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Pharmacy Therapy: Further Financing for Wiener Phagomed

Credits: XtravaganT – stock.adobe.com.

Vienna biotechnology company PhagoMed Biopharma GmbH has another financing round finished. The company, headquartered in the Vienna Biocentre, deals with it Development of Phage Based Drugs, They use special viruses (phages) for the treatment of multiple resistant bacterial infections. This approach in Fighting the antibiotic crisis now there are new investors an additional EUR 1.5 million the value that the company intends to invest in the further development of three drug candidates. Last year, PhagoMed managed to raise more than 4m euros in private investment and public subsidies and start research activities at the Vienna Biocentre.

Natural antibiotic resistance viruses

PhagoMed works to find solutions to the world's antibiotic crisis, increasing resistance to these powerful drugs. The company develops drugs based on natural viruses that only attack and destroy bacteria known as fage. Because of their ability to target bacteria in a targeted manner, they offer access to new treatment options for multi-drug resistant infections. For example, co-founders of PhagoMed have successfully applied the phage in experimental healing tests in Germany.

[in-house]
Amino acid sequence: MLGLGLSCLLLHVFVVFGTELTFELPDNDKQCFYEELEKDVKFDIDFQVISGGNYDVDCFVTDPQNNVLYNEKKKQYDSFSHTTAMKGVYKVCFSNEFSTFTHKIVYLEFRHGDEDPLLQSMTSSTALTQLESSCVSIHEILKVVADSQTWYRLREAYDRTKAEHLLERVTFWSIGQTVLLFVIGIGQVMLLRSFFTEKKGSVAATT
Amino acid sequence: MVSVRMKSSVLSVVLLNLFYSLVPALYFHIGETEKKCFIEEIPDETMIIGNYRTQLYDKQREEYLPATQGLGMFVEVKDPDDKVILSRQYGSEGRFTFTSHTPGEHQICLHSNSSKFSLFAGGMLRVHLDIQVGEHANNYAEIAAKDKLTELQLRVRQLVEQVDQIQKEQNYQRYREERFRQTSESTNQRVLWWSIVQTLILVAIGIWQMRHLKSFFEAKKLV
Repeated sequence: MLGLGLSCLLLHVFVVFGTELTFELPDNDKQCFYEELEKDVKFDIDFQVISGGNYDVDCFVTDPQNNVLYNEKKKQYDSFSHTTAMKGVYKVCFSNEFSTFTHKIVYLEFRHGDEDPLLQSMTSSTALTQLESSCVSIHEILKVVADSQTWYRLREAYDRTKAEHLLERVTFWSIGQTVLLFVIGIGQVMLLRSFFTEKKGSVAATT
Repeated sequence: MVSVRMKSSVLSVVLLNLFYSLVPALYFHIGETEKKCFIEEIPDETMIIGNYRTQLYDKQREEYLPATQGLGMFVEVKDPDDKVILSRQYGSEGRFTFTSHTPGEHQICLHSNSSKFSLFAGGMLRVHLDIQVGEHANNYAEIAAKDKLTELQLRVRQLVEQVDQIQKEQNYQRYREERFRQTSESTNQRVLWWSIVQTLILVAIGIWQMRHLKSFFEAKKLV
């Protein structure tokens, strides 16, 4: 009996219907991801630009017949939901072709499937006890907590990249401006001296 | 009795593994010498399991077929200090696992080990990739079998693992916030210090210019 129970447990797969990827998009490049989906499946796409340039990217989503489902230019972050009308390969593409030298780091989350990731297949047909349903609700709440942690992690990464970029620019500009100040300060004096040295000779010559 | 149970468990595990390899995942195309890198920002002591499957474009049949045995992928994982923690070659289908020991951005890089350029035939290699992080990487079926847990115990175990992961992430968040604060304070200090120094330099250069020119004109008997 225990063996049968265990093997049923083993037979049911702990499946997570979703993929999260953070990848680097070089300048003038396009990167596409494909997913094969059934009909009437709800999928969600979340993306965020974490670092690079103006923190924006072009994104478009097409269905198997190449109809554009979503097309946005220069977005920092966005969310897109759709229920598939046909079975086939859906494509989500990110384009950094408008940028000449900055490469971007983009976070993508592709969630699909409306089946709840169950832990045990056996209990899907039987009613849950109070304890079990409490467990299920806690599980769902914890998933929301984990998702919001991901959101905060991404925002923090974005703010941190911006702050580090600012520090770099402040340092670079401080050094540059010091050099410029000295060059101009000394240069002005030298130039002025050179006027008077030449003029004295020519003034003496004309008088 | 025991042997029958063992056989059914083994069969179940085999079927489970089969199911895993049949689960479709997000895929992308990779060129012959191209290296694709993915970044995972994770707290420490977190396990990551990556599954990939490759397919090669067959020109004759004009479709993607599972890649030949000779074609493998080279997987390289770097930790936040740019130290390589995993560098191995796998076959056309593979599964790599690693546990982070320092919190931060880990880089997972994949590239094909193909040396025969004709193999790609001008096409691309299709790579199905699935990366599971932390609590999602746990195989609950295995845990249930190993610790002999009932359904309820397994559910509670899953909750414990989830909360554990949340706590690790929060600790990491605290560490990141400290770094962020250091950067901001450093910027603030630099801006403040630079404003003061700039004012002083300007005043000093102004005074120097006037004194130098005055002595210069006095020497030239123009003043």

The first clinical trial scheduled for 2021

The company claims that it is a particularly promising use of phage for the treatment of infected artificial joints. Hip replacement. Infections of these millions of used prostheses are already difficult to cure because they are often caused by multi-resistant bacteria. They also often form a so-called biofilm coating, which can further reduce the effect of antibiotics. Especially in such infections, phage are a promising alternative because the phages are capable of breaking bacterial biofilms and thus killing bacteria resistant to multiple drugs. One of the three drug candidates identified by the company is the target of this application and is currently being evaluated in animal studies. The company plans to begin clinical trials to treat implant-related infections in 2021.